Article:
Ever since Stephen Harper merged his Canadian Alliance with Peter MacKay’s Progressive Conservatives in 2003, there’s been some confusion about the true identity of the reunited right. Are the new Conservatives, at heart, the continuation of Alliance-style western populism, or the rebirth of eastern Tory pragmatism? Sen. Hugh Segal bids to sort it all out with his brisk account of the Canadian conservative tradition, stretching unbroken, as he sees it, from New France to today’s Harper government. Segal invents a catchphrase for the Tory way—”nation and enterprise”—that’s expansive enough to include all comers. “It is a clear Canadian rebalancing,” he writes, “of the traditional relationship between free enterprise and private capital on one side versus public interest and social responsibility on the other.”
Segal sets out less to define an ideology than to link up Tory history, always contrasted against Liberalism. He emphasizes the 19th century’s “Durham-Elgin divide.” Liberals descend, he argues, from Lord Durham, the governor general who advocated centralized government and assimilation of French Canadians; Conservatives uphold the more enlightened view of Lord Elgin, the later GG who argued for accommodating the French. Segal draws a straight line from Elgin through Brian Mulroney’s Meech Lake accord to Harper’s recognition of the Québécois as a nation.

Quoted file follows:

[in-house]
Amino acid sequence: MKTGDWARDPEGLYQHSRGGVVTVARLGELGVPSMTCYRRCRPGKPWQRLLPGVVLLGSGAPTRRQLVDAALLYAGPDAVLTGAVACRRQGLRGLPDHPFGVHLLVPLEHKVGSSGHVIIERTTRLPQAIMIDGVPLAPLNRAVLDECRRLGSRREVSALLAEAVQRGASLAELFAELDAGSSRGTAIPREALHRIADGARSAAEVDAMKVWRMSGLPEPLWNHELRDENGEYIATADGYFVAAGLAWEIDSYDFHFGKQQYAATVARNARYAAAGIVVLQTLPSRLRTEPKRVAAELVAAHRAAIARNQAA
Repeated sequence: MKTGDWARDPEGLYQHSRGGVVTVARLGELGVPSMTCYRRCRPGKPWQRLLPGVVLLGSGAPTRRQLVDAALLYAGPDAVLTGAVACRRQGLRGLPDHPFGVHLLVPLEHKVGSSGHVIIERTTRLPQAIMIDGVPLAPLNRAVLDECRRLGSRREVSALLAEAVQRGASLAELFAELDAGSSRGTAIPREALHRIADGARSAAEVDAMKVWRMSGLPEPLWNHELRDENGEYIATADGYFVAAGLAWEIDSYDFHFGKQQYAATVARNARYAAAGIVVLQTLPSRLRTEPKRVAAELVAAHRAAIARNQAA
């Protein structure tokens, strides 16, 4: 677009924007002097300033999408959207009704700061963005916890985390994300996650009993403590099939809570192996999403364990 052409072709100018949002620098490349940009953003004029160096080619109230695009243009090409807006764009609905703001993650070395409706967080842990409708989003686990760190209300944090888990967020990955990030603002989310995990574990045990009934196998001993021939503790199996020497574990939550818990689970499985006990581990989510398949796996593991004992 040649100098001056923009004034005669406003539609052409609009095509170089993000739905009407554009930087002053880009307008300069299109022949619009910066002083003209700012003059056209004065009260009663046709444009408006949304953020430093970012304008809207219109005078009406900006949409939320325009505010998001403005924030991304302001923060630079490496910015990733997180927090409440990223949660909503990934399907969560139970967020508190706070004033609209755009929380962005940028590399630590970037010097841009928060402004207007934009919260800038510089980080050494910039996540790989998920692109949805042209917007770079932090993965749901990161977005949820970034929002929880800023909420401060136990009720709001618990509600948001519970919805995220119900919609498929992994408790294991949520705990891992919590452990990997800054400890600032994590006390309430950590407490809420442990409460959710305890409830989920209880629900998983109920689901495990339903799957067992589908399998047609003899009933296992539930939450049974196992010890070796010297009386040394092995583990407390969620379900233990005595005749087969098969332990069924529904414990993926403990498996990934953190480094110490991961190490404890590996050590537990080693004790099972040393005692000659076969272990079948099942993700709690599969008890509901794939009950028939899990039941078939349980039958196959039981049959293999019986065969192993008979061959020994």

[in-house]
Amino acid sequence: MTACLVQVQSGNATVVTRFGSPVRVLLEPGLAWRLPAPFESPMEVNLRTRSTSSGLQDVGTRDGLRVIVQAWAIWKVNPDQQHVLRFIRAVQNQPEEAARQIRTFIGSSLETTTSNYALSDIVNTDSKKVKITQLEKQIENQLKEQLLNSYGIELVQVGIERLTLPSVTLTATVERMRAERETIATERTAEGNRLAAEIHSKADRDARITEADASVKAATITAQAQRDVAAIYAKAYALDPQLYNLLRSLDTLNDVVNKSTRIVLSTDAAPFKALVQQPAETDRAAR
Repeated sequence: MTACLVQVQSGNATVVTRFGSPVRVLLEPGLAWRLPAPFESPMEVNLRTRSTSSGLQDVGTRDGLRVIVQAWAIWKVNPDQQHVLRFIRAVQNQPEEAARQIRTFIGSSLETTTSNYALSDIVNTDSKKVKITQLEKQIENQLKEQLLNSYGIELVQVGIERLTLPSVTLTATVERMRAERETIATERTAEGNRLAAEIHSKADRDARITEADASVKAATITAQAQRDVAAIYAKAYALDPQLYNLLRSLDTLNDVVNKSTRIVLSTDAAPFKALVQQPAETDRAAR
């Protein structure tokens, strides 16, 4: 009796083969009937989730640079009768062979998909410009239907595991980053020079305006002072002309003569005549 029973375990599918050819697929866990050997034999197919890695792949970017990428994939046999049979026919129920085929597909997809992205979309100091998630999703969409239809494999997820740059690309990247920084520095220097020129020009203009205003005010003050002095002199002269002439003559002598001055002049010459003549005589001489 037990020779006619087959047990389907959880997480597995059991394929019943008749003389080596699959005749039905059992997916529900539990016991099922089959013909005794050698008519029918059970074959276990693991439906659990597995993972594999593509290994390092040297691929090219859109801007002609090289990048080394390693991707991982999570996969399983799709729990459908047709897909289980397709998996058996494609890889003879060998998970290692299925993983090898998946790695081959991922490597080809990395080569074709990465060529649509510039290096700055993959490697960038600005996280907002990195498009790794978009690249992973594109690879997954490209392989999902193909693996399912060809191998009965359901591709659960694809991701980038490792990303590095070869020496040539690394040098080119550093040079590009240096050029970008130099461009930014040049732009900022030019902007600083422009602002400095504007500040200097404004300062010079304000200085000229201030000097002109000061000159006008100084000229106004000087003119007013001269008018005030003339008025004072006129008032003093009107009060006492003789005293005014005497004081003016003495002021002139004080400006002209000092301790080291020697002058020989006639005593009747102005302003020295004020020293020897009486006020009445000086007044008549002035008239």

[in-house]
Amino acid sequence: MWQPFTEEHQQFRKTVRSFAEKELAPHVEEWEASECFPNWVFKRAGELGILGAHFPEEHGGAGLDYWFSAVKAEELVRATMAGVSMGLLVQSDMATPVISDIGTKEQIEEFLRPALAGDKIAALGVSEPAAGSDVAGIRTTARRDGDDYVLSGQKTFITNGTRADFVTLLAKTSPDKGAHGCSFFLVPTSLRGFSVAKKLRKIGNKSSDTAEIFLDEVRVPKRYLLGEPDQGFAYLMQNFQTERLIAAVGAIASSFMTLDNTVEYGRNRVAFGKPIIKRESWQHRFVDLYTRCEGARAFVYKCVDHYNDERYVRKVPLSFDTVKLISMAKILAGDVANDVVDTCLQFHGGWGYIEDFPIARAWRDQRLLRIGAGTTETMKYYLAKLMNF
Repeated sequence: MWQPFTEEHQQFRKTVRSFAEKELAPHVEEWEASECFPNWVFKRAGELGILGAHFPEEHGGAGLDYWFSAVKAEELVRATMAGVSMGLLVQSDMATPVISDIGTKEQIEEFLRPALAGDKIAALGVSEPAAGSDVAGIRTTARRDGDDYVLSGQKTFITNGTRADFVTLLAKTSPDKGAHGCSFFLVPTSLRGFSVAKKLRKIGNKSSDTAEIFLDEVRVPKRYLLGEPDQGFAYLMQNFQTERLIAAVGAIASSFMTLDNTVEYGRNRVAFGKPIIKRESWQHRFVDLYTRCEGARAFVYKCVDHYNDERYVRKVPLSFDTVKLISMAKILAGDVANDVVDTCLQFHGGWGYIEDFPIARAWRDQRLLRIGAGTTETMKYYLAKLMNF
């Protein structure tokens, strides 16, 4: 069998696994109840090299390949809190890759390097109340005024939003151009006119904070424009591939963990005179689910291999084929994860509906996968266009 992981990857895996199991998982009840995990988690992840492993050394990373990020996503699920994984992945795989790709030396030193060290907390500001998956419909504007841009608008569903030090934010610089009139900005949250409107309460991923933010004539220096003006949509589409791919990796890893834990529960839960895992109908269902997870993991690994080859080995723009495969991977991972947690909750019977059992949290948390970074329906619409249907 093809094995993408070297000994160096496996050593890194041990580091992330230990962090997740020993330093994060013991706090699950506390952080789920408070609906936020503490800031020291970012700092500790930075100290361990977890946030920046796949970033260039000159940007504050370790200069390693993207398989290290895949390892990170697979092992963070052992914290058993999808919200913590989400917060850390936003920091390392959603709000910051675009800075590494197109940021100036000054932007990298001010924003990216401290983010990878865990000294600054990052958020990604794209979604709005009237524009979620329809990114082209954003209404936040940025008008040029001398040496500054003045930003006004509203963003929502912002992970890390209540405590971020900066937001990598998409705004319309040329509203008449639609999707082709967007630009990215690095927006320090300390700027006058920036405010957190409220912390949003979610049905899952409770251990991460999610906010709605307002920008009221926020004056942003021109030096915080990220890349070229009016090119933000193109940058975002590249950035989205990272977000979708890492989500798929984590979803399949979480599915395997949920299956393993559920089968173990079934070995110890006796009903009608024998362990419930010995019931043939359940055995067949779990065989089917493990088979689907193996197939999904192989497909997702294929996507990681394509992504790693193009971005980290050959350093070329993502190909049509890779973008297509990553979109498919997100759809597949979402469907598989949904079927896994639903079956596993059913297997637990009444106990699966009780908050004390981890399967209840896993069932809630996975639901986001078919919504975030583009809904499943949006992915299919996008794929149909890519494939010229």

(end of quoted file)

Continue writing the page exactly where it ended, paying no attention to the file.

He’s strongest, though, on undervalued Conservative contributions, like R.B. Bennett’s Depression-era reforms and the policies of provincial Tory regimes during long stretches of Liberal rule in Ottawa. When it comes to those Liberals, Segal, a stalwart Tory, is weaker. Having dismissed them as congenitally insensitive toward French Canadians, for instance, he glosses over the triumphs in Quebec of Laurier and Trudeau. But this book isn’t about that rival tradition. On his own party and its deep roots, Segal offers a warm and timely family history.